Monday, December 21, 2009

To boldly grow
Review by Henry Hitchings Published FT Weekend: December 18 2009

Three books raise intriguing questions on the proper usage of English

The Lexicographer’s Dilemma: The Eolution of ‘Proper’ English from Shakespeare to South Park By Jack Lynch Walker $26, 326 pages

Origins of the Specious: Myths and Misconceptions of the English Language By Patricia T O’Conner and Stewart Kellerman Random House $22, 266 pages

A Dictionary of Modern English Usage: The Classic First Edition By HW Fowler With a new introduction and notes by David Crystal Oxford University Press £14.99, 784 pages

If you want to provoke a really scorching exchange of views, then make a claim about the proper usage of English. Better still, commit what most people would consider a grammatical mistake. On internet discussion boards and comment pages, arguments about English usage rapidly mutate into disputes – or, in the argot of cyberspace, “flame wars” – of eye-watering unpleasantness.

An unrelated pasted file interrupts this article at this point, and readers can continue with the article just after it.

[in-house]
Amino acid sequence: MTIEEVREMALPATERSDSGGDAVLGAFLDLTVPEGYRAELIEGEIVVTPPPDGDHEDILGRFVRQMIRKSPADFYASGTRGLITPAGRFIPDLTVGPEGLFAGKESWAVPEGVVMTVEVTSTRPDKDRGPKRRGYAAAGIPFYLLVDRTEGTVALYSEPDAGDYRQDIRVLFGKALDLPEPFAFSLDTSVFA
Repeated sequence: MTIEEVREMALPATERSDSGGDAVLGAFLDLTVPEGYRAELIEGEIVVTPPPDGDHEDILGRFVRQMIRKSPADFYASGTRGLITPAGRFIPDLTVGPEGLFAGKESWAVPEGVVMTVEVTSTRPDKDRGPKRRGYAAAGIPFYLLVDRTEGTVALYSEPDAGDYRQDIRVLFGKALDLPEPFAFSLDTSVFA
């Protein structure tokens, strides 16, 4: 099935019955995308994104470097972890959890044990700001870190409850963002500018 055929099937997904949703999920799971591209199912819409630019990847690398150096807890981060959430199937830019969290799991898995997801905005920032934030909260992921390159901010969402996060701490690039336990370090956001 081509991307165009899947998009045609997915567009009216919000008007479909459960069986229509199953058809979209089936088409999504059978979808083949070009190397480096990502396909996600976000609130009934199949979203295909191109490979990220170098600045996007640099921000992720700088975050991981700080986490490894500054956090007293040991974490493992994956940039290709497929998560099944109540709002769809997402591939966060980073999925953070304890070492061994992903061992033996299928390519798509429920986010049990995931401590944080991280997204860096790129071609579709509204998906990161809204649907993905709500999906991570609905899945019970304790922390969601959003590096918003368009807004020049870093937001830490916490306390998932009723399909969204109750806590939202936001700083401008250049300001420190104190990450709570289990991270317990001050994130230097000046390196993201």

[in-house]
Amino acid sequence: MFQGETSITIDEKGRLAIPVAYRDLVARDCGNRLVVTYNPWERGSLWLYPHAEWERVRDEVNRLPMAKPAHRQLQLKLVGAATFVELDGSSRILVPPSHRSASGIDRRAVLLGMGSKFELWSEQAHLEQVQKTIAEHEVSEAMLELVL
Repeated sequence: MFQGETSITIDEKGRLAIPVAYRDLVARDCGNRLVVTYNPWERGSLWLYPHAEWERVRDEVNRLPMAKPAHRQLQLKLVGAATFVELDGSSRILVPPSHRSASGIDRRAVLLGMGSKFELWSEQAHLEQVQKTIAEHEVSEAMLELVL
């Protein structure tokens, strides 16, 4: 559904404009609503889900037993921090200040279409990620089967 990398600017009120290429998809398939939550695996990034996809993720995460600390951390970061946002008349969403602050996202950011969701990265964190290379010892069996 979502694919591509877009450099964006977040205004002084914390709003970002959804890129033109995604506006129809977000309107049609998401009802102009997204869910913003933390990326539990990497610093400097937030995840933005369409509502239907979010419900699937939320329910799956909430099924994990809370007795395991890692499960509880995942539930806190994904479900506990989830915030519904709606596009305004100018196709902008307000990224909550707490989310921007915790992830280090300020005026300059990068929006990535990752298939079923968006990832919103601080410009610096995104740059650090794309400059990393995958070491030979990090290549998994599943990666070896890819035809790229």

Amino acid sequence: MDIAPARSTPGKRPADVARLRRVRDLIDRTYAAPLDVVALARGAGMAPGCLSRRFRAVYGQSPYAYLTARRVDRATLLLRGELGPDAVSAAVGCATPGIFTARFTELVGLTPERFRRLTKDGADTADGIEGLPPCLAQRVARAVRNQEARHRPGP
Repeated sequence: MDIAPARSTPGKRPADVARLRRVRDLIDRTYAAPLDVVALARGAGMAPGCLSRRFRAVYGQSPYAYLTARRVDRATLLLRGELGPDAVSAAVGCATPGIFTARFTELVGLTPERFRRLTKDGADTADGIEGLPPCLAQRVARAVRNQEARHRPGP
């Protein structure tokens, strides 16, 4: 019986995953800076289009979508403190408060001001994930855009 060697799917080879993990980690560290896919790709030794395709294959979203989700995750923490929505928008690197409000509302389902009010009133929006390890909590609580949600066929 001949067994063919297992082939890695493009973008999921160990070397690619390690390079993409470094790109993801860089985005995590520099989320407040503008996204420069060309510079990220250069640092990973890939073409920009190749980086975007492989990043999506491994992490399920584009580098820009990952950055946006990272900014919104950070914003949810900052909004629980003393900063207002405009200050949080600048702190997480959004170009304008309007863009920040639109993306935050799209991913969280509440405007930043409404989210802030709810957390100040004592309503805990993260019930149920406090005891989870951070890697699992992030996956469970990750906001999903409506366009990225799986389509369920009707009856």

We all have an idea of what it means to use English correctly. But many of our notions about what is right and wrong are hard to justify. Why exactly should one not split an infinitive? Why are we not supposed to end a sentence with a preposition? Grumblers and pedants are apt to offer emotive explanations, yet most of their arguments are informed by tradition or aesthetic judgments.
Complaints that English is being debased by the internet, text messaging, progressive teaching methods or slovenly journalism are common. But while these particular irritants may be fairly new, the theme of protest is not.
Nor are books on the subject. They have been around for centuries, and remain a flourishing publishing genre, as this latest crop shows.
The full review at FT Weekend online.

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